Tuesday, April 20 2010 11:21 PM EDT2010-04-21 03:21:00 GMT
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Toyota will pay $29 million to North Carolina and 29 other states to resolve allegations that the car maker concealed safety issues related to unintended acceleration, Attorney General Roy Cooper announced Thursday.
"People expect their cars to get them where they need to go safely, and car makers have a responsibility to be upfront with drivers about safety issues and recalls," Cooper said in the announcement. "This settlement helps ensure that consumers will get better safety information about their cars faster in the future."
Toyota Motor Corporation and its North American entities agreed to pay $29 million to settle consumer protection claims, including $809,766.68 to North Carolina. Toyota will provide additional restitution and incentives to vehicle owners to encourage them to comply with safety recalls related to the acceleration problem.
Under the settlement, Toyota will be restricted from advertising its cars' safety unless it has sound engineering data to back those claims, the Attorney General said.
The settlement is the result of a multistate investigation that began in 2009 after consumers in North Carolina and other states reported that their Toyotas accelerated suddenly and unexpectedly.
Cooper and the other state attorneys general allege that Toyota engaged in unfair and deceptive practices by failing to disclose known safety defects with accelerator pedals in a timely manner.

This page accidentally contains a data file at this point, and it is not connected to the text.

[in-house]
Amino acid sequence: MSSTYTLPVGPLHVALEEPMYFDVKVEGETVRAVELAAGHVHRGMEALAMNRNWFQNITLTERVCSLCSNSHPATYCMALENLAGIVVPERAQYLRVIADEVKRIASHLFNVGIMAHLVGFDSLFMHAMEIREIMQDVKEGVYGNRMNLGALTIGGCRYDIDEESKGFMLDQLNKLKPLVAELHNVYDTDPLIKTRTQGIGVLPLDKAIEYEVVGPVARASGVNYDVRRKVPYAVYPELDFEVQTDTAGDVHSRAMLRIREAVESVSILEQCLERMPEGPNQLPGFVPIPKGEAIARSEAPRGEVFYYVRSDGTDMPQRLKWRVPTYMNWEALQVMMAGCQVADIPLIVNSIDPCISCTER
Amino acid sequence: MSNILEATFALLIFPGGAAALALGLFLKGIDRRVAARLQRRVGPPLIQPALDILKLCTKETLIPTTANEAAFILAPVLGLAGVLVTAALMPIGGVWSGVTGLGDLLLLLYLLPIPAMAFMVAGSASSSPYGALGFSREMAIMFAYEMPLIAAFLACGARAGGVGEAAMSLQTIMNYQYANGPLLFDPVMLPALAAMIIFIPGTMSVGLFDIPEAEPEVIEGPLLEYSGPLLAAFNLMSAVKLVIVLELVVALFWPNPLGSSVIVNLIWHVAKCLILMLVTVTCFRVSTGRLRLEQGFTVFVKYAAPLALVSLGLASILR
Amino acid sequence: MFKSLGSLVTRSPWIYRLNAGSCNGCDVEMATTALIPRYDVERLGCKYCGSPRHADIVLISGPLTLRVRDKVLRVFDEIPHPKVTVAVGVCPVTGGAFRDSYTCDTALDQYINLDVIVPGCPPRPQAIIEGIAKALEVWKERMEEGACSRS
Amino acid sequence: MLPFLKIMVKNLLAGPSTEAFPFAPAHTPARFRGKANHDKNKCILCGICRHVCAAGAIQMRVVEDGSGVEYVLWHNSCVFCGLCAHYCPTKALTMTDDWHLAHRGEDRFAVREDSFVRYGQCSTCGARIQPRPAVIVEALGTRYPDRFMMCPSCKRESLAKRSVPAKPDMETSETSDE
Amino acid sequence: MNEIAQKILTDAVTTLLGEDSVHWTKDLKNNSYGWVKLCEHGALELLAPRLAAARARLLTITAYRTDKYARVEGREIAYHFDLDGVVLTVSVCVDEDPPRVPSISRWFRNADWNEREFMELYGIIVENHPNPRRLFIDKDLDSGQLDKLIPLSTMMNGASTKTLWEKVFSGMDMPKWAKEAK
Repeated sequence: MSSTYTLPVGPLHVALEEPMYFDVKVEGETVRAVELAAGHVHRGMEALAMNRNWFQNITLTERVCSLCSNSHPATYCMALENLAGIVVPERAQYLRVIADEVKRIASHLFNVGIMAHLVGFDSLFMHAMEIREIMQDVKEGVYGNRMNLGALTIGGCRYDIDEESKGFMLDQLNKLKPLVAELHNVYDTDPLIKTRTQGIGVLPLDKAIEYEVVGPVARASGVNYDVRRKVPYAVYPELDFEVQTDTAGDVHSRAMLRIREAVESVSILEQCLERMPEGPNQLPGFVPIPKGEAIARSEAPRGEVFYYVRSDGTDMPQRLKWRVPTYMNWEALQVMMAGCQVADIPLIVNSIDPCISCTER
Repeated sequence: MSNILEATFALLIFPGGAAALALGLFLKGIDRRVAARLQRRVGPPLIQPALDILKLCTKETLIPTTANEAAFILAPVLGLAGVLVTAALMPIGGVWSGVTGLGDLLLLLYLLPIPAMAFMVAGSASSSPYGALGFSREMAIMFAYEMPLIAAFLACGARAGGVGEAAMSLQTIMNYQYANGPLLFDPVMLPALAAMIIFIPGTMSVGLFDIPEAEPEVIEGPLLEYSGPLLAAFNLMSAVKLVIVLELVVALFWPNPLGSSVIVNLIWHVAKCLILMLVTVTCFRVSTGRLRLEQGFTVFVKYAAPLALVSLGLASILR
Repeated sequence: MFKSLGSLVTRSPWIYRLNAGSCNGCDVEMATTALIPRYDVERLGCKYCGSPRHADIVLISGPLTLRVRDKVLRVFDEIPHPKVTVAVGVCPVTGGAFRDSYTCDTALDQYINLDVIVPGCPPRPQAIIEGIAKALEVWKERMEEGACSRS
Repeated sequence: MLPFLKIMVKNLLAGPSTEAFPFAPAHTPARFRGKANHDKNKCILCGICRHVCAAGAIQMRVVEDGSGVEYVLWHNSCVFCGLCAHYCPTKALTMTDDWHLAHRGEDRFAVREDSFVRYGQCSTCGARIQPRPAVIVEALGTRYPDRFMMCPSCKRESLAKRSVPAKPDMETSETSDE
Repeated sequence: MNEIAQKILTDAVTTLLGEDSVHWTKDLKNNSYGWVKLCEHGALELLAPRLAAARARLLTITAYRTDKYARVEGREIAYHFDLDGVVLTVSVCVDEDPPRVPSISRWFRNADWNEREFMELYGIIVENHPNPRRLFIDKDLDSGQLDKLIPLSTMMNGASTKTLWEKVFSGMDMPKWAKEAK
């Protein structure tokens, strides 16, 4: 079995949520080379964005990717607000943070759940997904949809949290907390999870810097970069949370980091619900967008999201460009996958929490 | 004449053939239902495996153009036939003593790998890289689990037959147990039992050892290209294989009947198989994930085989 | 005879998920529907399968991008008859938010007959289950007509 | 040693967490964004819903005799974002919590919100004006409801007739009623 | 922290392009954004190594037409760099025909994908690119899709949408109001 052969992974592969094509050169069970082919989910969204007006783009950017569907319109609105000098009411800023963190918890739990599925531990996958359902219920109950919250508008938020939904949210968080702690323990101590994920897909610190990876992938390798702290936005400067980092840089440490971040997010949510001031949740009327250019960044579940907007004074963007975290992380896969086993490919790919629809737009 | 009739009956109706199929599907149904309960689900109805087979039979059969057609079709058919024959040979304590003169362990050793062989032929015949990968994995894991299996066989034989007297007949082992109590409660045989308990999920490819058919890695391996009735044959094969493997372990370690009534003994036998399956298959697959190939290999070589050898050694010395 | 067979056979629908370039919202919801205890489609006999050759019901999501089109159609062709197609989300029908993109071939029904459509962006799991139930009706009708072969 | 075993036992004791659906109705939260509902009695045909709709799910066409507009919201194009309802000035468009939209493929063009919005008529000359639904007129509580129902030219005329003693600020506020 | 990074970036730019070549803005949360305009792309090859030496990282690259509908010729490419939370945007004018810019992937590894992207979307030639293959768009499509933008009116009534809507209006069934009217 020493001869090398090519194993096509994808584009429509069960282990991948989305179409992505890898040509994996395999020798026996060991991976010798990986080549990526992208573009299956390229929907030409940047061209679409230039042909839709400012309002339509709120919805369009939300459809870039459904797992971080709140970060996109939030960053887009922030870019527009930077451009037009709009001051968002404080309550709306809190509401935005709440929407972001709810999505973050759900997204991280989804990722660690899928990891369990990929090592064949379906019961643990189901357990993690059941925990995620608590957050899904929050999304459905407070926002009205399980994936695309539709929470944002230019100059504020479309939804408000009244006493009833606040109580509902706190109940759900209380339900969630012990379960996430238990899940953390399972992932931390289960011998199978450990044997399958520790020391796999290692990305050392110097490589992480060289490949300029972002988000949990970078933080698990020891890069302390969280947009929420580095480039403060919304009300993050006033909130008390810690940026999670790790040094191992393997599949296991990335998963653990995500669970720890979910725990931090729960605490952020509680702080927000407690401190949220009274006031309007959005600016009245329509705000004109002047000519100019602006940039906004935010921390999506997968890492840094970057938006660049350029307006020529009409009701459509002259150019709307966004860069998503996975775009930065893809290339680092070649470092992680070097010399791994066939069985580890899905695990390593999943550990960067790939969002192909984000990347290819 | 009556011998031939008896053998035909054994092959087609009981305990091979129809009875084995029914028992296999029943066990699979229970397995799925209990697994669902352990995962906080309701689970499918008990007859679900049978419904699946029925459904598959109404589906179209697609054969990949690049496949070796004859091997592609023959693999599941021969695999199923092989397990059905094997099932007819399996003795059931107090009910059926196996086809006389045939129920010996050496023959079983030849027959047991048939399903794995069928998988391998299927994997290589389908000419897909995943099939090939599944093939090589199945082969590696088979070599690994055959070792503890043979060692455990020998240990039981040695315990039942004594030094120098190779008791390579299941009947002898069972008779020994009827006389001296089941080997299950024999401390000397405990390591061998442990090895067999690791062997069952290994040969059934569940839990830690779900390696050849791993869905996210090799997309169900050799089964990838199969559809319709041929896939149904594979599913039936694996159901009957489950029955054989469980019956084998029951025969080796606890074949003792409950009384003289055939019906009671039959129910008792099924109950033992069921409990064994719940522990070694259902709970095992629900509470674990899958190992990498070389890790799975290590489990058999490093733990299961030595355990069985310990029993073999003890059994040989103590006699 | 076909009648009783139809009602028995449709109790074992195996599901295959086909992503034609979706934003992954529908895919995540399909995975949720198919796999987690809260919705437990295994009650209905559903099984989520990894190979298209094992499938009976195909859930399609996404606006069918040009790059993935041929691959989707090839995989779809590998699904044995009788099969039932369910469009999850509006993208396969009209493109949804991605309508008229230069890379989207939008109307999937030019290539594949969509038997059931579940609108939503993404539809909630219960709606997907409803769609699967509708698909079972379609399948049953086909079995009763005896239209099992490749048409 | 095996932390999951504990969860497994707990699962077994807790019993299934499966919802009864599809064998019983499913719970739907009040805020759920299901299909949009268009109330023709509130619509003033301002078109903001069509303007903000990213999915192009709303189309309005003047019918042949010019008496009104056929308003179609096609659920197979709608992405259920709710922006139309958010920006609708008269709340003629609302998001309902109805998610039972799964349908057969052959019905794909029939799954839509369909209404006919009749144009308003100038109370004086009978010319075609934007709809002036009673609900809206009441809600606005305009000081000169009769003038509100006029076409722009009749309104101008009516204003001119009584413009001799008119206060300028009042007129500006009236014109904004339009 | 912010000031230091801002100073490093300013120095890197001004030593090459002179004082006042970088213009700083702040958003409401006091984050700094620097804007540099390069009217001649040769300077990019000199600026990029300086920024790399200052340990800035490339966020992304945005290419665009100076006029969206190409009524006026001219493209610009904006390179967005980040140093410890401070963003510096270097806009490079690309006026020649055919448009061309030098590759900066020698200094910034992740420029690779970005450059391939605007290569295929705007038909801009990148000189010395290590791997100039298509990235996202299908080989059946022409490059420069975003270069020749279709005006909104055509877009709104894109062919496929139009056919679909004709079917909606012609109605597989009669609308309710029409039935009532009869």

The investigation found poor communication between Toyota's nerve center in Japan and its operations in the United States, which contributed to Toyota's failure to report known safety issues quickly, the official release states.
To better respond to safety concerns in the U.S., Toyota also agreed to make certain changes in its corporate chain of command. Toyota has agreed that officials and officers of its American operations will get timely access to information and the authority to fully participate in all decisions affecting the safe operation of Toyota vehicles advertised and sold in the U.S.
Consumers with questions about safety or recall issues with their vehicle can contact Toyota at 1-800-331-4331 or Lexus at 1-800-255-3987.
Under the settlement, Toyota also is:
Prohibited from reselling a vehicle it reacquired with alleged safety defects without informing the purchaser about the alleged defect(s) and certifying that the vehicle has been fixed,
Prohibited from misrepresenting the purpose of an inspection or repair when directing consumers to bring their vehicles to a dealer for inspection or repair
Required to exclude from the "Toyota Certified Used Vehicles" or "Lexus Certified Pre-Owned Vehicles" categories any vehicle acquired through lemon law proceedings or voluntarily repurchased by Toyota to ensure customer satisfaction.
Besides North Carolina, the following states and US territory participated in today's settlement: Alabama, American Samoa, Arizona, Arkansas, Colorado, Connecticut, Florida, Illinois, Iowa, Kansas, Louisiana, Maryland, Michigan, Minnesota, Mississippi, Nebraska, Nevada, New Jersey, New Mexico, Ohio, Oregon, Pennsylvania, Rhode Island, South Carolina, Tennessee, Texas, Virginia, Washington and Wisconsin.